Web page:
Digital Channel > Manchester Open 2020 Meet the Artist: Chester Tenneson

Manchester Open 2020 Meet the Artist: Chester Tenneson

In this week’s Meet The Artist, we hear from Chester Tenneson, who has the painting ‘Steps in the right directions’ and the sculpture ‘Out here on the mountain top’ on display as part of the Manchester Open Exhibiton 2020.

When did you first take up art? What’s your artistic background?

It’s a cliché, but as soon as I picked up a pencil when I was a child. Drawing and making has always been within me, which grew into a professional practice as I got older. I studied Fine Art at Manchester School of Art, graduating with an MA in 2004. Since then I’ve been based in professional artist studios in Manchester and Salford, exhibiting across the country. Three years ago, I returned to the School of Art as a Lecturer, teaching students on the BA Fine Art and Fine Art & Art History courses.

How did you feel when you found out you had been chosen for the Manchester Open?

I was very pleased! I’m honoured to be part of the show and what it represents, and at such a great forward-looking venue.

Where do you find your inspiration?

Often in what would be perceived as very boring, mundane situations such as, looking at a pair of slippers, eating a bag of crisps or waiting at a bus stop. I actually find these situations the most fruitful to play with, for me the most banal moments in life are the most exciting experiences and have the best beginnings for subversive artworks.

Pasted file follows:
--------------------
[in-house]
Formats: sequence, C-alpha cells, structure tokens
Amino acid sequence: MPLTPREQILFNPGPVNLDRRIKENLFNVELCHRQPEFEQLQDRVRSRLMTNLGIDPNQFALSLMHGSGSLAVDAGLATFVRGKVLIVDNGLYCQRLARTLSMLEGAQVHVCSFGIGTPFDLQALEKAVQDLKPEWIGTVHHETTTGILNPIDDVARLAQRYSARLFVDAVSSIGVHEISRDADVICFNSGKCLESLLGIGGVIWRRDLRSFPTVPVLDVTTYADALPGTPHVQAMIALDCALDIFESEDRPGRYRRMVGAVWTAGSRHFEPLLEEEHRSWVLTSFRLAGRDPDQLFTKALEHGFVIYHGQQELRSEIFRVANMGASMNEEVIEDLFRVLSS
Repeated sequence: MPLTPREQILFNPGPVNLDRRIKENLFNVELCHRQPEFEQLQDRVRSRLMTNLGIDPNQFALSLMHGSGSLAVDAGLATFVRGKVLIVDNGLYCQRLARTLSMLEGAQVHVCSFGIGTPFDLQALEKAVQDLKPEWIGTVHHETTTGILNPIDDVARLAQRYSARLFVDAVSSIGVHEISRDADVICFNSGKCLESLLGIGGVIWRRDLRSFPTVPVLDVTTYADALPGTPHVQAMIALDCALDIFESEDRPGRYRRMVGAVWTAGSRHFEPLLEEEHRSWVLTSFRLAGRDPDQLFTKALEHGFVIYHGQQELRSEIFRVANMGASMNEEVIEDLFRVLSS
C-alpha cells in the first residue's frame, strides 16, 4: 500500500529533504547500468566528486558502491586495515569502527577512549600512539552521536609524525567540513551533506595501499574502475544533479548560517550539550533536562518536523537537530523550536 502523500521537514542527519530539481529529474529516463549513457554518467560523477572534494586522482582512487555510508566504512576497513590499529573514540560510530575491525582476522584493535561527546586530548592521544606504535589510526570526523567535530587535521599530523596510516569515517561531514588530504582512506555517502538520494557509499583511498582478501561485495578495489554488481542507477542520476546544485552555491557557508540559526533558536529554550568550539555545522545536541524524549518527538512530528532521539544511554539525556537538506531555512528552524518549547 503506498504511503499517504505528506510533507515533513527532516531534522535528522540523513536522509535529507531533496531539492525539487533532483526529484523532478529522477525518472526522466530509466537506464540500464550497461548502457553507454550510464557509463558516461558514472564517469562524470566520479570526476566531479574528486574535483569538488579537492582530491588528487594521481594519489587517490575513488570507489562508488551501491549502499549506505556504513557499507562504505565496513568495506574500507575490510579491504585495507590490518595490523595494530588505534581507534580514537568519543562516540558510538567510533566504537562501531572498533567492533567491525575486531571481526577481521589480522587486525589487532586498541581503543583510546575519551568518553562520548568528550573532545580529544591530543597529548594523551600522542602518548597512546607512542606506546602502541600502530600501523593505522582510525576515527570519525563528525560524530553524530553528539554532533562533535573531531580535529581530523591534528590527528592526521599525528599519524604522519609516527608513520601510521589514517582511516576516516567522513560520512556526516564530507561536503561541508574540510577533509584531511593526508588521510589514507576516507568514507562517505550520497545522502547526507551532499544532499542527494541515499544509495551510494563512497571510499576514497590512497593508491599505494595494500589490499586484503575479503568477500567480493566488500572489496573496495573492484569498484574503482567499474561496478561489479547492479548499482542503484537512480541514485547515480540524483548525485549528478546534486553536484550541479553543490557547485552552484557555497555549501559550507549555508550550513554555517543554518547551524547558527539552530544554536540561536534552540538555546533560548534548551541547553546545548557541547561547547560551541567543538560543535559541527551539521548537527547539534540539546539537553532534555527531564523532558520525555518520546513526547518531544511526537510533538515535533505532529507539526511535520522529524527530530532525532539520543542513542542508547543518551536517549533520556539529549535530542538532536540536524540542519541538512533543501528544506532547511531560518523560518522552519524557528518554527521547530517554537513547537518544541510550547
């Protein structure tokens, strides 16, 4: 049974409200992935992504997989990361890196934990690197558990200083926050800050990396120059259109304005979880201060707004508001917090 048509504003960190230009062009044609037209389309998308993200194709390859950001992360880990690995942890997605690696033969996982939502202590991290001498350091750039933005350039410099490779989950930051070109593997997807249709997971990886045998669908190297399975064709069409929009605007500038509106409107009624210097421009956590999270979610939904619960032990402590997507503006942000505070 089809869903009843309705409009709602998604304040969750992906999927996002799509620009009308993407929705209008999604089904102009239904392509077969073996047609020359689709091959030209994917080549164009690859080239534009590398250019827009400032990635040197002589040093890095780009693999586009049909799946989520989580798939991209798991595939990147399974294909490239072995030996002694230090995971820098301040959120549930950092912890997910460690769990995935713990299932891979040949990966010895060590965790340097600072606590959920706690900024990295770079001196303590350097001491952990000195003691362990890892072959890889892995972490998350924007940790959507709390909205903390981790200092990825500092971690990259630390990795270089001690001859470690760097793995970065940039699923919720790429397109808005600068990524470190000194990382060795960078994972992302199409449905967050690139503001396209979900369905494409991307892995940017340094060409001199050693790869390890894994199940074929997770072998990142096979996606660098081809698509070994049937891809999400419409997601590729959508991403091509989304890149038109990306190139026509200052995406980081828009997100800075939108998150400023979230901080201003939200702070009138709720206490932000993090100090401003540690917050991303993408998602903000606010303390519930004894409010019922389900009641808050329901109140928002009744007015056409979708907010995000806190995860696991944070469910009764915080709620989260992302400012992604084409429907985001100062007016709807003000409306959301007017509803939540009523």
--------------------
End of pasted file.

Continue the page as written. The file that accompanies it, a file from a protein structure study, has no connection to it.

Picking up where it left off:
What do you think art brings to your life?

My art brings a lot to my life, foremostly it gives me an authority and a voice within society. As a transgender person the rules of everyday life can be difficult to navigate, especially through people’s use of language and gendering. My art practice helps bash down these norms and rules and turns them into a problem, rather than an assumed solution.

Which artists do you admire?

Many different types of artists, from varied fields. I mostly admire artists who use humour and absurdity in their work to challenge socio-political ideologies such as, Paul McCarthy, Maurizio Cattelan and Sarah Lucas. Historically, surrealism is also a key influence for me, my highlight being Luis Buñuel’s use of symbols within his films.

Tell us an interesting story about yourself & your work:

Generally, well…. that would be telling! Jason Orange, from Take That, once spent 20 minutes looking at my BA degree show, but sadly didn’t purchase any of the artwork.

 

Our Manchester Open Exhibition 2020 runs from Sat 18 Jan until Sun 29 Mar.

This is the first region-wide exhibition of its type to welcome entries from people of any background and level of experience, including established professionals, new and emerging talent, enthusiastic amateurs and first-time artists.

Follow #mcropen2020 on all our platforms for sneak previews, artist Q&As and behind the scenes videos.